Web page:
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Editorial: CABL efforts integral to state’s advancement

Last Modified: Friday, December 28, 2012 8:03 PM

A surfeit of riches blesses our state — natural beauty, energy resources, cultural treasures, a colorful and diverse population — but Louisiana’s outcomes have sometimes, historically and tragically, fallen short of what our assets promised.

A half-century ago, two New Orleans business leaders met for lunch and decided that the state deserved better than it was getting. Once a prosperous state, Louisiana’s fortunes had tapered off. The state was beset with significant public problems. Major corporations shunned Louisiana. The political leadership was in tatters. Racial division undercut our ability to advance. From that first conversation between Darwin Fenner and Edgar Stern Jr., the Council for A Better Louisiana was launched.

That’s not to say that 50 years of CABL’s good influences have cured all that ailed us. But as Louisiana closes the book on 2012, it should be noted that CABL has been a part of much that has improved in our state.

Initially, CABL’s focus was fourfold, according to a history of the organization: Target state problems and enlist new thinking for solutions; encourage economic growth; enlist collaborative efforts with other civic-minded organizations; promote our advances to the rest of the nation. In 1962, Louisiana had no Code of Ethics; CABL took on the job of fighting for one in 1963. In 1964, CABL promoted the idea of investing idle tax dollars. In 1965, CABL helped Gov. John McKeithen establish a bi-racial commission that addressed race relations. In 1967, CABL touted the state’s improved financial health to Wall Street, which helped improve the state’s bond rating.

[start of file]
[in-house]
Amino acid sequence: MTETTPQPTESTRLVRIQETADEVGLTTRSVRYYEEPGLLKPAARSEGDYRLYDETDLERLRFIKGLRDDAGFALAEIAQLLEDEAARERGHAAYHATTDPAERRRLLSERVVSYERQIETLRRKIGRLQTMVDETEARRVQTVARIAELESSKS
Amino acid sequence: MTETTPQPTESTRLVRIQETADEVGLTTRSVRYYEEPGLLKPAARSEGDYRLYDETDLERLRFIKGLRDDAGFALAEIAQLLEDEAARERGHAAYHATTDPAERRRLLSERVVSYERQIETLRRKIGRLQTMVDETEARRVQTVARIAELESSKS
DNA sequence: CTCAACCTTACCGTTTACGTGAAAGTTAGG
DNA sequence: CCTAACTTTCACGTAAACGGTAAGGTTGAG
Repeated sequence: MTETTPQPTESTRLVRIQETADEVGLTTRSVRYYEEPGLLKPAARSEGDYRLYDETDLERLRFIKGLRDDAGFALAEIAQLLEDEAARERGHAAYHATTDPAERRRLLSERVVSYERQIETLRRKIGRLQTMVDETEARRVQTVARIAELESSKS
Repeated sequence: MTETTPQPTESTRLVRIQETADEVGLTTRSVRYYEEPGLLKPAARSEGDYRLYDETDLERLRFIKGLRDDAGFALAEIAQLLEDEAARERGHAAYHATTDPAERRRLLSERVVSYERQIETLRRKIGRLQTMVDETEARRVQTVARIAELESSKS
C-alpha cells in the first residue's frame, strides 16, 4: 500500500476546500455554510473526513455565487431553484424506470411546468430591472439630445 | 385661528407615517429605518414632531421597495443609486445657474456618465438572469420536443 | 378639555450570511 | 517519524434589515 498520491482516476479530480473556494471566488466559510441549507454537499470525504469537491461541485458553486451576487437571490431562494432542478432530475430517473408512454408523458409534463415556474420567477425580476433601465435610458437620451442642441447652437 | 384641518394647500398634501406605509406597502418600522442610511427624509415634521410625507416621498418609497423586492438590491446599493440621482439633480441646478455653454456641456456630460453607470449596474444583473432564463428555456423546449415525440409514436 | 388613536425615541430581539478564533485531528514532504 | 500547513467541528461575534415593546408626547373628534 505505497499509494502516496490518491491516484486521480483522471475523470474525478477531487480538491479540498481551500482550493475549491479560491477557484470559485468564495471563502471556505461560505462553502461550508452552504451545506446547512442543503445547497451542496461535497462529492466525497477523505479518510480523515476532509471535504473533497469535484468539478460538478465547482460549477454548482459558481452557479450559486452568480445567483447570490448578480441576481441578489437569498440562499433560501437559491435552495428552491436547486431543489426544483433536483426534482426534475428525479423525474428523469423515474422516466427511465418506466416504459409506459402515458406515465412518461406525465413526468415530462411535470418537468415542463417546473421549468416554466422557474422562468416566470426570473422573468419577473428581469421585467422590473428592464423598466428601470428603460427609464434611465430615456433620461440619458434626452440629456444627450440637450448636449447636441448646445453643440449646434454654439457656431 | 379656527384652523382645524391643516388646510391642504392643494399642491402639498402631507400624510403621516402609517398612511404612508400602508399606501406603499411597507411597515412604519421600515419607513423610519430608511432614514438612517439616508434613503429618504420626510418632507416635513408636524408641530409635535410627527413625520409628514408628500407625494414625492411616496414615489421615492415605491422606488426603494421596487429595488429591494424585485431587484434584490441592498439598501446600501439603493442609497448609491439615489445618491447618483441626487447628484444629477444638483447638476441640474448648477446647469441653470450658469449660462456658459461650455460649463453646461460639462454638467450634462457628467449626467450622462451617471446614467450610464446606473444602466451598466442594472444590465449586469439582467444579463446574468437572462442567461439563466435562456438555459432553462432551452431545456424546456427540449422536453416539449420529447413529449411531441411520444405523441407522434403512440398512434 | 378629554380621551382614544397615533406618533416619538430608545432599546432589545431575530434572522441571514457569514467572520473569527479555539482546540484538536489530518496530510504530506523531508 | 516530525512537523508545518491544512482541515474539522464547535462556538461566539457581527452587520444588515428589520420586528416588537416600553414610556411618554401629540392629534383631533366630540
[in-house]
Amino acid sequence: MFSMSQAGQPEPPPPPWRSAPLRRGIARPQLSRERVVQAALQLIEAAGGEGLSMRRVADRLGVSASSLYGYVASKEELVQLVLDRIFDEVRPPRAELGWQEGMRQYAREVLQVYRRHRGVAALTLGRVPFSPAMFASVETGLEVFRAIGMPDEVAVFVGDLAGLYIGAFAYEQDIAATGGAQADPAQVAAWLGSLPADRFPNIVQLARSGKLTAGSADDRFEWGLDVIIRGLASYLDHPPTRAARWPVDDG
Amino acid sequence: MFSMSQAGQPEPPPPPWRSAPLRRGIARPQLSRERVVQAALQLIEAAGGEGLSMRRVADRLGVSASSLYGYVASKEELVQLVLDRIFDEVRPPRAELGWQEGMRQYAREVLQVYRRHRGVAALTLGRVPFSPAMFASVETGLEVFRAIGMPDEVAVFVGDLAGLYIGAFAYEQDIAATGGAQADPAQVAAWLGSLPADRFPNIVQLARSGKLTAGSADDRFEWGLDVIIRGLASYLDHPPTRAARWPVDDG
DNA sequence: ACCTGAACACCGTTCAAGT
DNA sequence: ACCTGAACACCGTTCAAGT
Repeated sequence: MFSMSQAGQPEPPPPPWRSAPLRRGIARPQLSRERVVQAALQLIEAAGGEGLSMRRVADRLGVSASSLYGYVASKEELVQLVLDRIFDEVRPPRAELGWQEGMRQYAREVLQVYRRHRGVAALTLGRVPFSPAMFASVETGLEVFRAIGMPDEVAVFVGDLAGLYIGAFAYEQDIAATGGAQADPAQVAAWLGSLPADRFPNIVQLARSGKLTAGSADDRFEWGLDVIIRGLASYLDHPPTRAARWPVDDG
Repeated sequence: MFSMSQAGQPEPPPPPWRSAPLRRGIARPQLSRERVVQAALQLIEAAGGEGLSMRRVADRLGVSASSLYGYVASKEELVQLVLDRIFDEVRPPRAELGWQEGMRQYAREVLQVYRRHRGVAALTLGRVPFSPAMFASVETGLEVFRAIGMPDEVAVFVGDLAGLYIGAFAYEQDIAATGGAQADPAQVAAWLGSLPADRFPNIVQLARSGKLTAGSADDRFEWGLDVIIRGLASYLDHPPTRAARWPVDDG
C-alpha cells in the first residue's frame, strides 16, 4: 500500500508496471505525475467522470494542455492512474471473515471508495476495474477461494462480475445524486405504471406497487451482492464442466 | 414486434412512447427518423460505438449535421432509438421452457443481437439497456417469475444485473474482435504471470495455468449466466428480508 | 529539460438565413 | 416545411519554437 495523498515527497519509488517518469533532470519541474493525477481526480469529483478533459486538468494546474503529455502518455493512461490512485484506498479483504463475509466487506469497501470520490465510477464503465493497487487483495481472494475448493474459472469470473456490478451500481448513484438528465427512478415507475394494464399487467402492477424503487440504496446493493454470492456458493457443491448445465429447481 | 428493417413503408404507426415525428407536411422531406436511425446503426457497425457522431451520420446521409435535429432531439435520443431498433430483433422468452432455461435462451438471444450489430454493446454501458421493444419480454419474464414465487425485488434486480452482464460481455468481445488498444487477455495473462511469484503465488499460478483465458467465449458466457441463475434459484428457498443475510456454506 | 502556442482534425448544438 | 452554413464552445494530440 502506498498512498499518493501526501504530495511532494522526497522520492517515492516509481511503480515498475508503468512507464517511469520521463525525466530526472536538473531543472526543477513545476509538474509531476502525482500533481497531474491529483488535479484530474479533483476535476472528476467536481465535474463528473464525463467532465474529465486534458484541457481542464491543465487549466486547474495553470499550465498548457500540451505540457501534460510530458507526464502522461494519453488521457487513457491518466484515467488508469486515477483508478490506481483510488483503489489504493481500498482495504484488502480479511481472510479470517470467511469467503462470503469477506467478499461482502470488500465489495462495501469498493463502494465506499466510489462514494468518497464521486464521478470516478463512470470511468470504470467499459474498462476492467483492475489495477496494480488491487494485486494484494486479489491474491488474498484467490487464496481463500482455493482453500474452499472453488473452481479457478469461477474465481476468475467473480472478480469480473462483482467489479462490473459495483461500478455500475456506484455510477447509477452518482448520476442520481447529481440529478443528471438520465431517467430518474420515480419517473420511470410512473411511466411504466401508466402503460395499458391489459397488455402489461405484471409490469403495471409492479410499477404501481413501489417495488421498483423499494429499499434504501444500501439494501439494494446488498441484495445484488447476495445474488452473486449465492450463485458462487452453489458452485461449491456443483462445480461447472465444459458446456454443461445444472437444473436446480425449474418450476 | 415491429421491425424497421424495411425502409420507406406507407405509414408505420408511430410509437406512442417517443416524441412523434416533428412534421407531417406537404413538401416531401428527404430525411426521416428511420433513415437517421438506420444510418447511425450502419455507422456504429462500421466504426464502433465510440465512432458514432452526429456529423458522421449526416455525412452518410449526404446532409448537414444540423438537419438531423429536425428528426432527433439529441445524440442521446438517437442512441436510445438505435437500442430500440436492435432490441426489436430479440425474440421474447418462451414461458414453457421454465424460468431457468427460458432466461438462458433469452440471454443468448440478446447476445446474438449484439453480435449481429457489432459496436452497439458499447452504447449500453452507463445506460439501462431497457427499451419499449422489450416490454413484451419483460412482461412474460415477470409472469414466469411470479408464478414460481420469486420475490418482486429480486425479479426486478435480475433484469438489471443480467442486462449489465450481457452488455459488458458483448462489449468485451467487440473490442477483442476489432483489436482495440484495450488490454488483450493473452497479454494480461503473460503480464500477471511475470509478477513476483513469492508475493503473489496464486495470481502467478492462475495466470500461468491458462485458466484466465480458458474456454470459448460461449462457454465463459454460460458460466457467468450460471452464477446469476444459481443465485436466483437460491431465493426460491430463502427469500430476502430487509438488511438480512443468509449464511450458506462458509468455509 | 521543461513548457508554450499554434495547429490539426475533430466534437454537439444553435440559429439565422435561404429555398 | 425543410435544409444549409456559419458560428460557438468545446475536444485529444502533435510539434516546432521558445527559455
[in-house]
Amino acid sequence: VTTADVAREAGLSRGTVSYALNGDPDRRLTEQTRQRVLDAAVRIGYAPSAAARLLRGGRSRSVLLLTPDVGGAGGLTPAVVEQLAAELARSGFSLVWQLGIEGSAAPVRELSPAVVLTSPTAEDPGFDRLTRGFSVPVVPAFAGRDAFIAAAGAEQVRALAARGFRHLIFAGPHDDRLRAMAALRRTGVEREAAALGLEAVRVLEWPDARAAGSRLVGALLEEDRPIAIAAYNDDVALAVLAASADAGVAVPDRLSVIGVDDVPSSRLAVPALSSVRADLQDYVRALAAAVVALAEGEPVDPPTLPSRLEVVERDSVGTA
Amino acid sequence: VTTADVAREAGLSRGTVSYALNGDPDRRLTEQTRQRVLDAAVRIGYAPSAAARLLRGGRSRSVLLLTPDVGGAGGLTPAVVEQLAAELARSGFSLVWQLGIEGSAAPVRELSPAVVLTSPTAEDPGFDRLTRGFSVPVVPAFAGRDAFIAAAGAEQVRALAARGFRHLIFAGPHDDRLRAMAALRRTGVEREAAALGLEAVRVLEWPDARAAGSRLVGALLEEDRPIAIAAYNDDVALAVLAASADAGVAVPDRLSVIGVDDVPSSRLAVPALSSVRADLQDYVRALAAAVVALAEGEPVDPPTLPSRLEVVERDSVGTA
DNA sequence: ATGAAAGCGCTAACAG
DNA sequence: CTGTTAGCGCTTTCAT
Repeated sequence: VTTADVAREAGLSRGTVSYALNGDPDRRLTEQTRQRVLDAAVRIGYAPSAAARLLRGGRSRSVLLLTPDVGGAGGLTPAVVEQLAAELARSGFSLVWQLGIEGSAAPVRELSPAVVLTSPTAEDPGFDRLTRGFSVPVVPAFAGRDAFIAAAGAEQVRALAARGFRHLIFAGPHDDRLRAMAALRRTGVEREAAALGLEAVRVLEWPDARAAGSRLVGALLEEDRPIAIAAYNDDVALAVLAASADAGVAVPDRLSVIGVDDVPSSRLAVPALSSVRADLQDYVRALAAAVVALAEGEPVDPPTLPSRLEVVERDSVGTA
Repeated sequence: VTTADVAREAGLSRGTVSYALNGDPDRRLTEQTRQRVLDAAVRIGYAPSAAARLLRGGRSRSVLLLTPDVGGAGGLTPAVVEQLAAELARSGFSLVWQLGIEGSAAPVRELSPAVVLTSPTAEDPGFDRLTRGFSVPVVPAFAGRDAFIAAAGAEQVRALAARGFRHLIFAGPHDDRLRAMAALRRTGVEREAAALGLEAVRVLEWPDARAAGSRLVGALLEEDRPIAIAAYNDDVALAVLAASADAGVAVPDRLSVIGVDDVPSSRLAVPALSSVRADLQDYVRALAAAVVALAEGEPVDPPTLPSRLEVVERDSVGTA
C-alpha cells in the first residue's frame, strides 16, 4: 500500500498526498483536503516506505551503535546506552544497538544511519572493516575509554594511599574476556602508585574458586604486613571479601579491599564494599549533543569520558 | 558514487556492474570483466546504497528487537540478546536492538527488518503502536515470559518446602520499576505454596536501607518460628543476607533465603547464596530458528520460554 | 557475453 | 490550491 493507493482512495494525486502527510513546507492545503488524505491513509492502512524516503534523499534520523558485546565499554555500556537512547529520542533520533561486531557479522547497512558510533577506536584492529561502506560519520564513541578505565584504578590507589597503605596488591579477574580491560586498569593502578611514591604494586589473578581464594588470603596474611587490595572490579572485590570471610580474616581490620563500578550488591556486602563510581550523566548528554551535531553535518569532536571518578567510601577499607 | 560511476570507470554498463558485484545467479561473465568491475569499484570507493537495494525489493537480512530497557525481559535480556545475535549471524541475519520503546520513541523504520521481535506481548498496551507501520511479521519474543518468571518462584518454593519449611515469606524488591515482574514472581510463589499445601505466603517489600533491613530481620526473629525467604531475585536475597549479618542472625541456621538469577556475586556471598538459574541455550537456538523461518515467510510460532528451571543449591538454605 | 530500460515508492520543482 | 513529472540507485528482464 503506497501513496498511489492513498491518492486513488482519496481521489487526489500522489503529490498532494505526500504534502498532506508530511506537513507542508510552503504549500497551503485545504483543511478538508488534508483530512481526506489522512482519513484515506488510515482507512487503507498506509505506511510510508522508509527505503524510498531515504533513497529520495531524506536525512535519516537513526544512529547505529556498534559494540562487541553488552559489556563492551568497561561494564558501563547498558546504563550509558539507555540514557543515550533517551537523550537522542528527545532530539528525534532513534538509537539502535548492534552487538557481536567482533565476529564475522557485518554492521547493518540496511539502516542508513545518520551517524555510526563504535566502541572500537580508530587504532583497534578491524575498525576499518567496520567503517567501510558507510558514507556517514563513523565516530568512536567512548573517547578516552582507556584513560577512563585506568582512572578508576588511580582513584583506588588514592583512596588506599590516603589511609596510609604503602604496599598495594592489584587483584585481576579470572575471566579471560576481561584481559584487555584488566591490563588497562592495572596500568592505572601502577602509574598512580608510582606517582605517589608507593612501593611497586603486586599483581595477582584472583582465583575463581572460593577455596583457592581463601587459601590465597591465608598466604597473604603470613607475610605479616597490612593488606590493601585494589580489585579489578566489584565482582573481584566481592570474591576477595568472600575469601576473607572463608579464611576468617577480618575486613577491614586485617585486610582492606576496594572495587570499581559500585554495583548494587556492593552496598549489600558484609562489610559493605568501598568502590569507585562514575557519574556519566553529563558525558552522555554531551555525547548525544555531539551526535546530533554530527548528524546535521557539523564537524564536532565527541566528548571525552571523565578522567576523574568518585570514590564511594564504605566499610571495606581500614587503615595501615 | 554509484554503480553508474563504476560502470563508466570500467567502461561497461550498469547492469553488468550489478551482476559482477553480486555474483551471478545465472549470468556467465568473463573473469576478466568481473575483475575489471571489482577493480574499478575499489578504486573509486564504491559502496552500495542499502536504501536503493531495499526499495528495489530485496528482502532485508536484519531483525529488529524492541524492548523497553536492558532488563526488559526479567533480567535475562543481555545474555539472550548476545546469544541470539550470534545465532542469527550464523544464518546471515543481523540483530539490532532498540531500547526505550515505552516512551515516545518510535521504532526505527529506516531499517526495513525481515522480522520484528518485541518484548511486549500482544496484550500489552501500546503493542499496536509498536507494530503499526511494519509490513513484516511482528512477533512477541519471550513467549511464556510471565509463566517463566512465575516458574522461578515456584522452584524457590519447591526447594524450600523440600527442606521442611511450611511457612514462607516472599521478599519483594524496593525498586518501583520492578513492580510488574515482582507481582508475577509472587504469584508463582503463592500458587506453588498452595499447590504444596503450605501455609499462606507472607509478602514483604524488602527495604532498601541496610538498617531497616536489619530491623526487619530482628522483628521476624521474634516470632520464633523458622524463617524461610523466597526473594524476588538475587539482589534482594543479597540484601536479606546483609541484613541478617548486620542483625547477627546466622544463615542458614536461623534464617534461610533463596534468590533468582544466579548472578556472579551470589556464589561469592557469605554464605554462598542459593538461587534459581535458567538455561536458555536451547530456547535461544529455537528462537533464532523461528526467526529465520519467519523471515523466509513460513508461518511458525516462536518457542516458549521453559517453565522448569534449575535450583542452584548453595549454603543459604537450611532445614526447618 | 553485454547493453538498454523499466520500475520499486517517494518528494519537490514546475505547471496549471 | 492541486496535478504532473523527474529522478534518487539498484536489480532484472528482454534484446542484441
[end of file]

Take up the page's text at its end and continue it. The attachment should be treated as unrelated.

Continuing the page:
CABL has, of course, expanded its citizen-based efforts in myriad directions since those early years. It worked with the Public Affairs Research council to promote establishment of a board over higher education. Its Tax Institute has promoted tax reform. It has helped in such public-spirited efforts as landing the 1984 World’s Fair, in developing Louisiana Public Broadcasting, and in establishing and operating Leadership Louisiana, which has helped develop citizen leadership around the state.

CABL’s The People’s Agenda promoted term limits for politicians, the elimination of retirement benefits for lawmakers, the betterment of school standards and the establishment of the community college system.

Much of what has benefited Louisiana in the last half-century has been birthed or aided by CABL, which remains a viable, independent resource of citizen power in Louisiana.

There’s plenty left to do. Barry Erwin, CABL’s president, said that the organization will continue to promote the advancement of the state’s colleges and universities, which has been hard-pressed over the past few years. As an independent force, it will continue to stand for meaningful ethics reform, responsible economic growth and good schools.

That’s what CABL set out to do a half-century ago. God speed.

• • •

This editorial was written by a member of the American Press Editorial Board. Its content reflects the collaborative opinion of the Board, whose members include Bobby Dower, Ken Stickney, Jim Beam, Crystal Stevenson and Donna Price.

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